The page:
We Close Our Eyes Go West
30th March: We took an incredible trip the other day. It was an eye-opening trip. A heartwarming trip. A trip that left me in tears. Literally.
Now, hands up, I'll admit I'm a pretty emotional person. I cry regularly at TV shows like Jeremy Kyle (you know those ones where they reunite parent and child after 10 years? Those ALWAYS get me) and can't help but blub at a soppy film. Don't even get me started on The Notebook.
But I wasn't expecting to cry on a work trip. When Producer Adrian took Jez and I out in the car to Devizes I thought, "Cool. ROAD TRIP!" and got excited. When we arrived at the destination I was a little puzzled. Apparently this was the place the world's media was camped out.
We'd been told there were film crews from as far afield as Russia and America. But it wasn't until we got inside the building that I realised what all the fuss was about.
Stocked up, neatly placed in glass cabinets along one wall, were rows and rows of incredible artefacts from The Titanic. Real artefacts. Artefacts that had been saved from the boat before it sunk. Artefacts which had been kept for years by survivors. Artefacts which each told a story of bravery, tragedy and inspiration.
On 14th April it will be 100 years since The Titanic went down. To mark that anniversary, Henry Aldridge and Sons in Devizes will be auctioning off a huge collection of Titanic memorabilia. It may sound impressive, but it's not until you actually stand there, confronted with each amazing piece of history that the extent of the tragedy is brought home.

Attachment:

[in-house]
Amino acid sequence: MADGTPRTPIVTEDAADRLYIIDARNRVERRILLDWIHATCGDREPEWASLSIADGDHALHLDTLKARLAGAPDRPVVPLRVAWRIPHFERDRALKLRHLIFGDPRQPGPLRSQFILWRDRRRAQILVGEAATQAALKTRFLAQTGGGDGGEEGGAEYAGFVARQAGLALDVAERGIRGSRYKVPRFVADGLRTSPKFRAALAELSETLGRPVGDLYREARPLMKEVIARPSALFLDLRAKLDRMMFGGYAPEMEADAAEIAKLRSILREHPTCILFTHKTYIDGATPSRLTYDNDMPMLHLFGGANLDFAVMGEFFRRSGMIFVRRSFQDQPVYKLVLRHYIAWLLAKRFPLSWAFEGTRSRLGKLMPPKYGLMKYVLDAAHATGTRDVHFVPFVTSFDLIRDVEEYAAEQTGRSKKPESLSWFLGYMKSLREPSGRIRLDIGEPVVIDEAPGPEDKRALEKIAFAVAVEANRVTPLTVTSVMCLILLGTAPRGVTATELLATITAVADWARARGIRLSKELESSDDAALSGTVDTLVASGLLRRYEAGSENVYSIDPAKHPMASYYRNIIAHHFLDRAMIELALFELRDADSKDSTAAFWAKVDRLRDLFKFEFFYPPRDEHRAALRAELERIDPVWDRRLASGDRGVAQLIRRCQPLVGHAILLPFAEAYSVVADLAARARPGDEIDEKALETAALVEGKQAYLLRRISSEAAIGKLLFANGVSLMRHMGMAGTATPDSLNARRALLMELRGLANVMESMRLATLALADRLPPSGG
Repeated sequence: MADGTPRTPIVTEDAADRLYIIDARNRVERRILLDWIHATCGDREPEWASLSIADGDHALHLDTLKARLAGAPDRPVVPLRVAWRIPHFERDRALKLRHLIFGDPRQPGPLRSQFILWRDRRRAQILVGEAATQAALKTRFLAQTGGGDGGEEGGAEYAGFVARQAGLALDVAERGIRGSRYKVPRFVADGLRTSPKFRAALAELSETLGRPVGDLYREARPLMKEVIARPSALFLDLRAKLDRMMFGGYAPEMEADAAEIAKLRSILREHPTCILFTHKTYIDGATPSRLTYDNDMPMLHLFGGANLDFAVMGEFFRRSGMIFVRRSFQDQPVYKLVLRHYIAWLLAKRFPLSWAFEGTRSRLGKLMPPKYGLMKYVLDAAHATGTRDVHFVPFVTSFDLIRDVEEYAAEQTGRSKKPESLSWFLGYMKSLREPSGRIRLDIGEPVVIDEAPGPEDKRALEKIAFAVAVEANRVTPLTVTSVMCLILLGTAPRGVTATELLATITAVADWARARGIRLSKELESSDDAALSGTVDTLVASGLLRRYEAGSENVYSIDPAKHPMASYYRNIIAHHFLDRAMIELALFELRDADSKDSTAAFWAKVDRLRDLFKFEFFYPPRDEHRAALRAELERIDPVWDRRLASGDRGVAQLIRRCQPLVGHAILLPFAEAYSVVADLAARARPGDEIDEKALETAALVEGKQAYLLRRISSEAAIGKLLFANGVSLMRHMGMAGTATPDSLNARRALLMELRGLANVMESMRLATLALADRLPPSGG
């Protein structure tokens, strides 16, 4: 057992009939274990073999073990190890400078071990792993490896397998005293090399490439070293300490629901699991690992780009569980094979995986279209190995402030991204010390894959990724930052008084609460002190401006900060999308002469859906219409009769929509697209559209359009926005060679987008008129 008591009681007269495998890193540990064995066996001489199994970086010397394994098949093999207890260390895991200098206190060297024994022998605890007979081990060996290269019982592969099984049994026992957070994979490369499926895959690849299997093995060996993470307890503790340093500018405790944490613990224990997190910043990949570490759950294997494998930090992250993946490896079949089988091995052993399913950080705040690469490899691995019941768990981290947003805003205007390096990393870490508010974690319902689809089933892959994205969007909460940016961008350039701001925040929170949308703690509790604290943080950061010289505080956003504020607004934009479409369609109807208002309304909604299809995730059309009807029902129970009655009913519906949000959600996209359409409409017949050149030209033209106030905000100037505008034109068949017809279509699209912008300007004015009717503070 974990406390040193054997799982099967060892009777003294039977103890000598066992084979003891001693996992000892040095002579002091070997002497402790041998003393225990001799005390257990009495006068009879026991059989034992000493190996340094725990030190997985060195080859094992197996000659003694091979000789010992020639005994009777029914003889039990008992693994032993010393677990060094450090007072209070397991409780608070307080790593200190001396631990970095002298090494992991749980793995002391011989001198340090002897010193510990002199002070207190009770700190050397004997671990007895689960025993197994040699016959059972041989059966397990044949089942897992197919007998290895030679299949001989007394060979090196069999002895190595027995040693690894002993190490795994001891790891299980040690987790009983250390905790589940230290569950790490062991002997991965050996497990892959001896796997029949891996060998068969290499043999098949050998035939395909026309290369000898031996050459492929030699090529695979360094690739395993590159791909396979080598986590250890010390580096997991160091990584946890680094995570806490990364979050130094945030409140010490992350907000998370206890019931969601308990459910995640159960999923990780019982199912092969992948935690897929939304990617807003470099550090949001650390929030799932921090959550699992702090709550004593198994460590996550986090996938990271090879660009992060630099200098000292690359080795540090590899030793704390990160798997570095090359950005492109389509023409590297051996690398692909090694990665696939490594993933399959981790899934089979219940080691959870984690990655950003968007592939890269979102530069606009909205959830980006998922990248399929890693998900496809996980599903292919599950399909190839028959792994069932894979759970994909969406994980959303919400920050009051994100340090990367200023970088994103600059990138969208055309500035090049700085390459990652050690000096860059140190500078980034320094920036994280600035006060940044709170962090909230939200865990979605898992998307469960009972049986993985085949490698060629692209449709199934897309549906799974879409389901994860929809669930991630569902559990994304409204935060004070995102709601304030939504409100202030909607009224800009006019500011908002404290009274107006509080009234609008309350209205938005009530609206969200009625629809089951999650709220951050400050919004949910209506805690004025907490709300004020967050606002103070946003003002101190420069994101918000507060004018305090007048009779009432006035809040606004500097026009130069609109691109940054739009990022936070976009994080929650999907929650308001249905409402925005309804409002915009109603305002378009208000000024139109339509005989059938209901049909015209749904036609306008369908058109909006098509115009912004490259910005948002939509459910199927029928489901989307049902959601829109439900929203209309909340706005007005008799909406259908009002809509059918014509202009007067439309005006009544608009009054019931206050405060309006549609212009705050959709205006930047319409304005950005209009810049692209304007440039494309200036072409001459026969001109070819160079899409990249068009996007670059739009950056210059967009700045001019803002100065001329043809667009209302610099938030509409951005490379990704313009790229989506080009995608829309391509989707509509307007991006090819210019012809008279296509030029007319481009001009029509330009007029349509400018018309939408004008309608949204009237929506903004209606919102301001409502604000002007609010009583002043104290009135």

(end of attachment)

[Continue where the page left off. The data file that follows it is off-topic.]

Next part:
There was one piece in particular that made me cry. It was a portrait of a family. There was a mum, a baby, two boys and a little girl. On the surface it looked just like any old family portrait. Each person in the picture looks a bit uncomfortable, trussed up in their Sunday best. The children look they can't wait to get away and play. The mum looks slightly frazzled (understandable really, considering she had four children to look after).
But dig a little deeper and there's a story there, behind that painting. The auctioneer, Andrew, told me how researchers and eye witnesses have managed to piece together a little more about this family.
They were on their way to America from Ireland, ready to start a new life after the death of the father. The family was travelling in Third Class, the poorest section of the passengers on Titanic, on the lower levels of the boat.
The only member of the family to be found after the ship sunk was the mother. But it was too late to save her. Eye witnesses recall seeing one of the little boys standing on deck as passengers scrambled to get on the lifeboats. He looked "lost and confused" and was holding nothing but his mum's pinafore.
Nothing else is known about them, but a tiny piece of their history lives on in the portrait which is now on auction among the many other pieces we saw.
You can't really blame me for crying at that can you?
If you'd like to find out about some of the other amazing pieces we saw - including the £60,000 pair of keys which we held - have a listen here...